The band was formed in 2007 and by the sound of this album I'd says the experience they gathered in the meantime is obvious, Cataclysms and Beginnings is such a complete Death Metal material that I think every serious follower of this genre will find something on his/her liking on it.
10 tracks, 48 minutes of brutal, technical, melodic Death Metal, a successful take on Traditional Death Metal seen from a modern, fresh perspective even with a slight touch of progressive to it, their music has it all, from mind-blowing guitar solos to incisive bass lines, blasting drums, from versatile and impressive vocals to semi-acoustic guitars, and from ultra-brutal parts to some more melodic and soft.
One of the most complete traditional Death Metal releases I've had the chance to listen to lately, one that offers instead of excessive anything, a steady, well-crafted and well-thought dose of everything, not sure if I make myself clear enough here.
Reviewed by Adrian
FRAGILE EXISTENCE is an Extreme/Death Metal band based out of Toronto, Canada, and formed in 2007. “Cataclysms and Beginnings” is the band’s second full-length album, and contains ten tracks. The band purports that they are not as simply categorizes as Death Metal, though this is probably the closest description.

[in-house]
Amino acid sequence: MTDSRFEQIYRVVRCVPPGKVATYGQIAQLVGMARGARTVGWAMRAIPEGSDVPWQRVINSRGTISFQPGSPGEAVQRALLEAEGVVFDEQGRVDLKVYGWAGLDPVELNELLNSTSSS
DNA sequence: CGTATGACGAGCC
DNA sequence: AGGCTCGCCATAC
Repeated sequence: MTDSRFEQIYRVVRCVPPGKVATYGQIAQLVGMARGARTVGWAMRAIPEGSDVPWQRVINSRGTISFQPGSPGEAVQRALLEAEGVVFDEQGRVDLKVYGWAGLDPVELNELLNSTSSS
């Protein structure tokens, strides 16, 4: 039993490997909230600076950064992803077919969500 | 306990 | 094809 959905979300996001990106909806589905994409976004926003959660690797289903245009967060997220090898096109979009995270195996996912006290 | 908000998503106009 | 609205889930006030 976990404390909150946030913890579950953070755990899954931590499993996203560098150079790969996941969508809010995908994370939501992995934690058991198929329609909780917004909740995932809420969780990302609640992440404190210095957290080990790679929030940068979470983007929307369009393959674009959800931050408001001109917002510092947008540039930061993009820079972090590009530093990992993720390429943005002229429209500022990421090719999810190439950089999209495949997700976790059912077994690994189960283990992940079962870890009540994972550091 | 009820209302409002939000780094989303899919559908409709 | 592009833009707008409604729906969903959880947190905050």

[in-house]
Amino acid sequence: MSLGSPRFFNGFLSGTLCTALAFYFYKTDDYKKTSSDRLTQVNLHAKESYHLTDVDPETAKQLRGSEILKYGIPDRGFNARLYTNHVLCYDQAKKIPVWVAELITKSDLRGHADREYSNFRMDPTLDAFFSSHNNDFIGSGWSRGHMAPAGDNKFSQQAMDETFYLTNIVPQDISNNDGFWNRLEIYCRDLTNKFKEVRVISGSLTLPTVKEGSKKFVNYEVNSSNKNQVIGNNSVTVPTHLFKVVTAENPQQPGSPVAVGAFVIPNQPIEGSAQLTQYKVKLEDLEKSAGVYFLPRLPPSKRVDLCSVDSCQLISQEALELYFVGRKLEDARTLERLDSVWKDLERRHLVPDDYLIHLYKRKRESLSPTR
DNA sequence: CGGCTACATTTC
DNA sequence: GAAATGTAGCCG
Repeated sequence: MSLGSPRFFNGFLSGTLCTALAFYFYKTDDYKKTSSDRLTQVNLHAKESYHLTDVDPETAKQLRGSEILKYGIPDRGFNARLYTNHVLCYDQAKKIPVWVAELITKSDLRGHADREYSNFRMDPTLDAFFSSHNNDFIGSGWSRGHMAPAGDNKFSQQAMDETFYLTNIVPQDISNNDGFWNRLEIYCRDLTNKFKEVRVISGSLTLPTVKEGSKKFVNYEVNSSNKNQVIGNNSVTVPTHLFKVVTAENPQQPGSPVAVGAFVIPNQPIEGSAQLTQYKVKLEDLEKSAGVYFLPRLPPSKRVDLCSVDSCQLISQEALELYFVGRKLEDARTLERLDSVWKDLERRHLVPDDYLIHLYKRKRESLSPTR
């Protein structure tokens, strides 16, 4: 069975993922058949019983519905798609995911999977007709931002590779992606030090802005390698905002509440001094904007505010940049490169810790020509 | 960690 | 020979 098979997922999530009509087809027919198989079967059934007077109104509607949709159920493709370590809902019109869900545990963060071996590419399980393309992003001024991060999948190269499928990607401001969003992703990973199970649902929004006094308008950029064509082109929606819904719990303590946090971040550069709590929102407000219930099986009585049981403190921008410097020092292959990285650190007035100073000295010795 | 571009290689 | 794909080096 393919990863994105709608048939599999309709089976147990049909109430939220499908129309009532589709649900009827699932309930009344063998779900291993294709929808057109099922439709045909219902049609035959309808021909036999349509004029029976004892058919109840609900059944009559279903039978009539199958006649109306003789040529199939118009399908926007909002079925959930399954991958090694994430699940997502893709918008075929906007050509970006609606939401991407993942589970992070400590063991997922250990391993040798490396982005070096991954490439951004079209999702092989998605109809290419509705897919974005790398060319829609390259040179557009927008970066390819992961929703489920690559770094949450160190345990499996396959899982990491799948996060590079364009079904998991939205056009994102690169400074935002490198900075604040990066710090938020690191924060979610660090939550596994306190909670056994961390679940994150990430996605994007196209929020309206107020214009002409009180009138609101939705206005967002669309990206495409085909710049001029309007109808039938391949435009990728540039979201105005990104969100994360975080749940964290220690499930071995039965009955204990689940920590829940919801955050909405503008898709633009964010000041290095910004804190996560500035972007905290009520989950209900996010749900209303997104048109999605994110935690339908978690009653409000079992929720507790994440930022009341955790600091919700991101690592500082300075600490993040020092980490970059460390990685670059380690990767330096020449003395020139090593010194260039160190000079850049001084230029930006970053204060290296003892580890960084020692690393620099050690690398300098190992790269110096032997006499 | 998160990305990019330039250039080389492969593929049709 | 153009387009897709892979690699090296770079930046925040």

From their bio, “With vocals ranging from guttural roars to ethereal shrieks, complex cascading guitar solos are anchored by hammering, vicious drumming, FRAGILE EXISTENCE is the new breed of Extreme Music.”
As I take in the album as a whole, I would have to agree with some of their points. One thing this is not, is stagnant, repetitive and narrowly defined Death Metal, in the traditional sense of genre boundaries. Though at its core it is certainly extremely brutal and relentless, the band is able to bring some additional sounds into the fold, and seems unwilling to allow any one compositional structure to dominate the landscape. They also have a pretty commanding presence of their musicianship and technical abilities. Strongest among this might be the drumming. Morten is able to vary the style several times during the same track so that it does not become repetitive. “Malignant Design” is a good example of this.